The Home of the Creative Mind

Welcome to PooBahSpiel, the online voice and home of the creative mind of Mark Monlux, Illustrator Extraordinaire. Prepare yourself for an endless regaling of art directly from the hand of this stellar artist. And brace yourself against his mighty wind of pontification. Updates are kinda weekly and show daily sketches, current projects, and other really nifty stuff.

Tuesday, February 9, 2016

The Comic Critic Reviews "Soylent Green"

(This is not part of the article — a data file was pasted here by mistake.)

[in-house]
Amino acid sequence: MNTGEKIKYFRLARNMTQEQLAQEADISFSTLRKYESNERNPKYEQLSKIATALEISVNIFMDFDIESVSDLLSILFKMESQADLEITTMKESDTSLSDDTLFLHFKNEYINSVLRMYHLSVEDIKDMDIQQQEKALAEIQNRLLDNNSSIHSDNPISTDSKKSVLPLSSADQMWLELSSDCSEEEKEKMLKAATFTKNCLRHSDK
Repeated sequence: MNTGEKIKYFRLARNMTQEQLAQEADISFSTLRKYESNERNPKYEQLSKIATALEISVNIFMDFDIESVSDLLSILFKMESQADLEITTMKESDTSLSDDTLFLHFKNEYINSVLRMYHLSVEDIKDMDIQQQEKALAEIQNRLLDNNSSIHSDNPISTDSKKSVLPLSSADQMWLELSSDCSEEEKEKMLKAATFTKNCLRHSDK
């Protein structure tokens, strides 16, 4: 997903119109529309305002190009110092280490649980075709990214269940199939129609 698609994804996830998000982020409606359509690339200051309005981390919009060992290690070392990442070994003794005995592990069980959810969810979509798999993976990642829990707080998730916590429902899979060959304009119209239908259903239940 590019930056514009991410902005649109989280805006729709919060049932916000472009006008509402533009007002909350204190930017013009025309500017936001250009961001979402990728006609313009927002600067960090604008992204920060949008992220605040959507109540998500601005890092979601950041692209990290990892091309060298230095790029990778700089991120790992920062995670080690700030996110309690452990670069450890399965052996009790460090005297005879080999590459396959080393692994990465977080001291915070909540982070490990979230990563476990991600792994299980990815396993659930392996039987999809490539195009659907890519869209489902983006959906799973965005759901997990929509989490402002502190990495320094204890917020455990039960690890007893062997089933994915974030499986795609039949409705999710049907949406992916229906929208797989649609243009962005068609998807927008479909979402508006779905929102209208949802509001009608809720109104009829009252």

The movie Soylent Green was based on Harry Harrison’s book “Make Room! Make Room!” which came off the presses in 1966.  The counter-culture movement is waving its freak flag high, in protest against the war in Vietnam, rampant pollution, and discrimination. It’s not at all surprising that writers wrote alarming forecasts of what the future might hold if mankind didn’t change its ways. And it’s not at all surprising that several save-the-environment-themed movies would also be produced. A few years later, 1973’s Soylent Green provided a glimpse of a filthy, dystopian future where the only thing left is humans sweltering in their juices. The audiences who first saw it were still in a war with Vietnam; Nixon’s Watergate was happening; and peoples’ voices were being heard. The newly created Environmental Protection Agency had begun taking action against polluters. This movie contains the final performance of Edward G. Robinson, one of the truly great actors from a golden age in film. Unknown to the rest of the cast, Robinson was dying of cancer, making his deathbed scene in the film even more poignant. Charleston Heston, who had worked previously with E.G. in The Ten Commandments, was moved to tears in his own performance as acted across from Robinson. Robinson’s performance alone is reason enough to watch Soylent Green. But what remains most striking about this film is that all of its dire social and environmental warnings are still relevant today.